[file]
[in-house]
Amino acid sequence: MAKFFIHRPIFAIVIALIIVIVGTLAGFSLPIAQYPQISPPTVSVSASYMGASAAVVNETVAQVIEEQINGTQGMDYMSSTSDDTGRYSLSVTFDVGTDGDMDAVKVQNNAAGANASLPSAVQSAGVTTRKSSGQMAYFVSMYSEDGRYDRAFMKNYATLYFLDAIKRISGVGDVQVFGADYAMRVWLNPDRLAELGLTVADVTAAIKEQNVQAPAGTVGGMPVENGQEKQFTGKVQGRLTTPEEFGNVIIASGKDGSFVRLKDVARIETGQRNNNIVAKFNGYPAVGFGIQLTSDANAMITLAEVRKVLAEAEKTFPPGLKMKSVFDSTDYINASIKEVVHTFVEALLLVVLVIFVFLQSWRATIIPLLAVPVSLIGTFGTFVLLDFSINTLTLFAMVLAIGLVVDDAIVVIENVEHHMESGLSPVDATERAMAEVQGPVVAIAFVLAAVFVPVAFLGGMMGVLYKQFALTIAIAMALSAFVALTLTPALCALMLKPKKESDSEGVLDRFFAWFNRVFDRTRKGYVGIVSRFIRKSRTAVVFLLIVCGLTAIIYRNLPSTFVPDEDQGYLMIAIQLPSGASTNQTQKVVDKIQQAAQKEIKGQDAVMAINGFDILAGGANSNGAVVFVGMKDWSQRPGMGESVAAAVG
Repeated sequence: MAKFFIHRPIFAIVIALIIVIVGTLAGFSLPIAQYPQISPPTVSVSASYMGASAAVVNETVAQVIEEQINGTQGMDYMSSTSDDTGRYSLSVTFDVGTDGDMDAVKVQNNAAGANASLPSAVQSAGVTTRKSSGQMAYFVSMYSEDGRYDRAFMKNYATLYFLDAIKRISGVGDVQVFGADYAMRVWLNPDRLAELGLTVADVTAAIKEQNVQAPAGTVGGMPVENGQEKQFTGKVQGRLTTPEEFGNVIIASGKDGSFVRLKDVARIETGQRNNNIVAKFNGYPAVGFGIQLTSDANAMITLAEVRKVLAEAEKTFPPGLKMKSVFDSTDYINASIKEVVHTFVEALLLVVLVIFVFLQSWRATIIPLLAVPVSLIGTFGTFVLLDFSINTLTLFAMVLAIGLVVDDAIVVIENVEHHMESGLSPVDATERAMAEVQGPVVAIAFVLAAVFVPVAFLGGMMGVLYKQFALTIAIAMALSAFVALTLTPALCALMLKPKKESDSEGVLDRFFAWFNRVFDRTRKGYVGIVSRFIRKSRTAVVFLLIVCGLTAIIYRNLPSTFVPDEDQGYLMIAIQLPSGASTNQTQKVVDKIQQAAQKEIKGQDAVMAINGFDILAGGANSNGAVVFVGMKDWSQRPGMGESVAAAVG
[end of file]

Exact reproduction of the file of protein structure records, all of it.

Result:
[in-house]
Amino acid sequence: MAKFFIHRPIFAIVIALIIVIVGTLAGFSLPIAQYPQISPPTVSVSASYMGASAAVVNETVAQVIEEQINGTQGMDYMSSTSDDTGRYSLSVTFDVGTDGDMDAVKVQNNAAGANASLPSAVQSAGVTTRKSSGQMAYFVSMYSEDGRYDRAFMKNYATLYFLDAIKRISGVGDVQVFGADYAMRVWLNPDRLAELGLTVADVTAAIKEQNVQAPAGTVGGMPVENGQEKQFTGKVQGRLTTPEEFGNVIIASGKDGSFVRLKDVARIETGQRNNNIVAKFNGYPAVGFGIQLTSDANAMITLAEVRKVLAEAEKTFPPGLKMKSVFDSTDYINASIKEVVHTFVEALLLVVLVIFVFLQSWRATIIPLLAVPVSLIGTFGTFVLLDFSINTLTLFAMVLAIGLVVDDAIVVIENVEHHMESGLSPVDATERAMAEVQGPVVAIAFVLAAVFVPVAFLGGMMGVLYKQFALTIAIAMALSAFVALTLTPALCALMLKPKKESDSEGVLDRFFAWFNRVFDRTRKGYVGIVSRFIRKSRTAVVFLLIVCGLTAIIYRNLPSTFVPDEDQGYLMIAIQLPSGASTNQTQKVVDKIQQAAQKEIKGQDAVMAINGFDILAGGANSNGAVVFVGMKDWSQRPGMGESVAAAVG
Repeated sequence: MAKFFIHRPIFAIVIALIIVIVGTLAGFSLPIAQYPQISPPTVSVSASYMGASAAVVNETVAQVIEEQINGTQGMDYMSSTSDDTGRYSLSVTFDVGTDGDMDAVKVQNNAAGANASLPSAVQSAGVTTRKSSGQMAYFVSMYSEDGRYDRAFMKNYATLYFLDAIKRISGVGDVQVFGADYAMRVWLNPDRLAELGLTVADVTAAIKEQNVQAPAGTVGGMPVENGQEKQFTGKVQGRLTTPEEFGNVIIASGKDGSFVRLKDVARIETGQRNNNIVAKFNGYPAVGFGIQLTSDANAMITLAEVRKVLAEAEKTFPPGLKMKSVFDSTDYINASIKEVVHTFVEALLLVVLVIFVFLQSWRATIIPLLAVPVSLIGTFGTFVLLDFSINTLTLFAMVLAIGLVVDDAIVVIENVEHHMESGLSPVDATERAMAEVQGPVVAIAFVLAAVFVPVAFLGGMMGVLYKQFALTIAIAMALSAFVALTLTPALCALMLKPKKESDSEGVLDRFFAWFNRVFDRTRKGYVGIVSRFIRKSRTAVVFLLIVCGLTAIIYRNLPSTFVPDEDQGYLMIAIQLPSGASTNQTQKVVDKIQQAAQKEIKGQDAVMAINGFDILAGGANSNGAVVFVGMKDWSQRPGMGESVAAAVG